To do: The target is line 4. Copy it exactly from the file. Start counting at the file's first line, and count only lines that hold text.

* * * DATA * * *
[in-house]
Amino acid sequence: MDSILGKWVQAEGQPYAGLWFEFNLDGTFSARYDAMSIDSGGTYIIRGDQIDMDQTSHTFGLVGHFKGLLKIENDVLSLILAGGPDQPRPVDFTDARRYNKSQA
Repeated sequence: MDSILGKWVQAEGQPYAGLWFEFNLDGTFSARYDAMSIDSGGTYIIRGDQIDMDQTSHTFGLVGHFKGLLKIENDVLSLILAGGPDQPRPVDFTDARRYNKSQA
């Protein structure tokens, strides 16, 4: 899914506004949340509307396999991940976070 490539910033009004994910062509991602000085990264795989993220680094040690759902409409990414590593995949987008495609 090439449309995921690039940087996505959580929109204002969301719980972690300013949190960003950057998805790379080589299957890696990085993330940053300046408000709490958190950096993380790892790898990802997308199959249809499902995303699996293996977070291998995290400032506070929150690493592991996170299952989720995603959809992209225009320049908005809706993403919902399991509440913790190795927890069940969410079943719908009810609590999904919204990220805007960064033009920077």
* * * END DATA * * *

């Protein structure tokens, strides 16, 4: 899914506004949340509307396999991940976070 490539910033009004994910062509991602000085990264795989993220680094040690759902409409990414590593995949987008495609 090439449309995921690039940087996505959580929109204002969301719980972690300013949190960003950057998805790379080589299957890696990085993330940053300046408000709490958190950096993380790892790898990802997308199959249809499902995303699996293996977070291998995290400032506070929150690493592991996170299952989720995603959809992209225009320049908005809706993403919902399991509440913790190795927890069940969410079943719908009810609590999904919204990220805007960064033009920077």